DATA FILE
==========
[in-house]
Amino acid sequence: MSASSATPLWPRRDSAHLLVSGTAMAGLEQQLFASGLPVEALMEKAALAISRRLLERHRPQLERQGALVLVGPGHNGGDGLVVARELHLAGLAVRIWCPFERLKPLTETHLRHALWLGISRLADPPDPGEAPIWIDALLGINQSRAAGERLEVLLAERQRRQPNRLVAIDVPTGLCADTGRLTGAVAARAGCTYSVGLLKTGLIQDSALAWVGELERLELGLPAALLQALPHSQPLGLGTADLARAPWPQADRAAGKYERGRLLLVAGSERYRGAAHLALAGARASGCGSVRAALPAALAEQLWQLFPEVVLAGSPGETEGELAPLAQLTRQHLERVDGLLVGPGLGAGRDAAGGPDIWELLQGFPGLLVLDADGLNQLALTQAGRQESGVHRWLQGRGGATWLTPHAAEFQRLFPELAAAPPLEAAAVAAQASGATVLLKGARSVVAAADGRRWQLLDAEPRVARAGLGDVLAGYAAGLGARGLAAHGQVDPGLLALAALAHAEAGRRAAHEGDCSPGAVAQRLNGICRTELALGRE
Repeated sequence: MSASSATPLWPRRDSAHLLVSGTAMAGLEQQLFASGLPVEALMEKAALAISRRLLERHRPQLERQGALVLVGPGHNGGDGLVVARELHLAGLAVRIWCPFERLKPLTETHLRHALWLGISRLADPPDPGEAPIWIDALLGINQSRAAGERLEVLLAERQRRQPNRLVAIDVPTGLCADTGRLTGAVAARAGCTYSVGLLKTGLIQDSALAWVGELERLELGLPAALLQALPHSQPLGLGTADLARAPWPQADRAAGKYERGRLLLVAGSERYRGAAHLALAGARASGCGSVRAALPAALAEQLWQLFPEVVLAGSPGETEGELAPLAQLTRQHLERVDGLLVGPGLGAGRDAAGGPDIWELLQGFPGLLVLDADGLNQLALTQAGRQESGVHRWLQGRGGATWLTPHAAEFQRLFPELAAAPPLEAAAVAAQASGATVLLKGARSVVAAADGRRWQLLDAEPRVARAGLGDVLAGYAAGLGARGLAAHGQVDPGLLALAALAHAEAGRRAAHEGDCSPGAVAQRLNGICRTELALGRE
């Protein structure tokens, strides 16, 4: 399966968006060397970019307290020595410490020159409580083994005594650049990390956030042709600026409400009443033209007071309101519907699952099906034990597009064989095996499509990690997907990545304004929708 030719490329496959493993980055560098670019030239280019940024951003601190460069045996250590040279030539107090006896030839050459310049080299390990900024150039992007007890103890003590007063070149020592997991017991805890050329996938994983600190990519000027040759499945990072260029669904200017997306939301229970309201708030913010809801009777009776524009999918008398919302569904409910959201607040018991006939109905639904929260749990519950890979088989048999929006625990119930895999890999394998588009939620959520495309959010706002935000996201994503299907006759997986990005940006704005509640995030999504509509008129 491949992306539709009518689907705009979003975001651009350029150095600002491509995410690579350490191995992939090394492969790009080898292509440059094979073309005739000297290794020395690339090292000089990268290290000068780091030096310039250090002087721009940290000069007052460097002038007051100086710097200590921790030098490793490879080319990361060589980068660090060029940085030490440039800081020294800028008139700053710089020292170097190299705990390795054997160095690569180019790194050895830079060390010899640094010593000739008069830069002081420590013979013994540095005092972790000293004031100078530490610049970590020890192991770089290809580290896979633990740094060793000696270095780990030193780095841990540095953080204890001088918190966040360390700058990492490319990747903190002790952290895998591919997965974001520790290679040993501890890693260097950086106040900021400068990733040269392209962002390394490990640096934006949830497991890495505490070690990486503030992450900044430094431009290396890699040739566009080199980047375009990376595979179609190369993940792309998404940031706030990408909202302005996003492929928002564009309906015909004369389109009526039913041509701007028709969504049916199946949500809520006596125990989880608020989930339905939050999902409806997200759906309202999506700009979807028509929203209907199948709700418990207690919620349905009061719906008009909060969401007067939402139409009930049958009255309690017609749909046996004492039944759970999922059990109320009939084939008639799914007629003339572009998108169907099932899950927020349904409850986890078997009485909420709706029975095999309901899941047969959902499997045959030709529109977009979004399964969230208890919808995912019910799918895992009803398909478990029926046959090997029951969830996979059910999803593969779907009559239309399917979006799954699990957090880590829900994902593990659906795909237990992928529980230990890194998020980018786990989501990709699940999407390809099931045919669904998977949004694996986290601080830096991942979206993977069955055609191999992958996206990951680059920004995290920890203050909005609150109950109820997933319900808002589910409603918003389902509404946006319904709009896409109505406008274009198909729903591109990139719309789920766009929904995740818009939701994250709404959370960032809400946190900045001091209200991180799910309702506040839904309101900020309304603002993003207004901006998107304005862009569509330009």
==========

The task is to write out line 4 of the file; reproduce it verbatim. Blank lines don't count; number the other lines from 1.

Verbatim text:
């Protein structure tokens, strides 16, 4: 399966968006060397970019307290020595410490020159409580083994005594650049990390956030042709600026409400009443033209007071309101519907699952099906034990597009064989095996499509990690997907990545304004929708 030719490329496959493993980055560098670019030239280019940024951003601190460069045996250590040279030539107090006896030839050459310049080299390990900024150039992007007890103890003590007063070149020592997991017991805890050329996938994983600190990519000027040759499945990072260029669904200017997306939301229970309201708030913010809801009777009776524009999918008398919302569904409910959201607040018991006939109905639904929260749990519950890979088989048999929006625990119930895999890999394998588009939620959520495309959010706002935000996201994503299907006759997986990005940006704005509640995030999504509509008129 491949992306539709009518689907705009979003975001651009350029150095600002491509995410690579350490191995992939090394492969790009080898292509440059094979073309005739000297290794020395690339090292000089990268290290000068780091030096310039250090002087721009940290000069007052460097002038007051100086710097200590921790030098490793490879080319990361060589980068660090060029940085030490440039800081020294800028008139700053710089020292170097190299705990390795054997160095690569180019790194050895830079060390010899640094010593000739008069830069002081420590013979013994540095005092972790000293004031100078530490610049970590020890192991770089290809580290896979633990740094060793000696270095780990030193780095841990540095953080204890001088918190966040360390700058990492490319990747903190002790952290895998591919997965974001520790290679040993501890890693260097950086106040900021400068990733040269392209962002390394490990640096934006949830497991890495505490070690990486503030992450900044430094431009290396890699040739566009080199980047375009990376595979179609190369993940792309998404940031706030990408909202302005996003492929928002564009309906015909004369389109009526039913041509701007028709969504049916199946949500809520006596125990989880608020989930339905939050999902409806997200759906309202999506700009979807028509929203209907199948709700418990207690919620349905009061719906008009909060969401007067939402139409009930049958009255309690017609749909046996004492039944759970999922059990109320009939084939008639799914007629003339572009998108169907099932899950927020349904409850986890078997009485909420709706029975095999309901899941047969959902499997045959030709529109977009979004399964969230208890919808995912019910799918895992009803398909478990029926046959090997029951969830996979059910999803593969779907009559239309399917979006799954699990957090880590829900994902593990659906795909237990992928529980230990890194998020980018786990989501990709699940999407390809099931045919669904998977949004694996986290601080830096991942979206993977069955055609191999992958996206990951680059920004995290920890203050909005609150109950109820997933319900808002589910409603918003389902509404946006319904709009896409109505406008274009198909729903591109990139719309789920766009929904995740818009939701994250709404959370960032809400946190900045001091209200991180799910309702506040839904309101900020309304603002993003207004901006998107304005862009569509330009």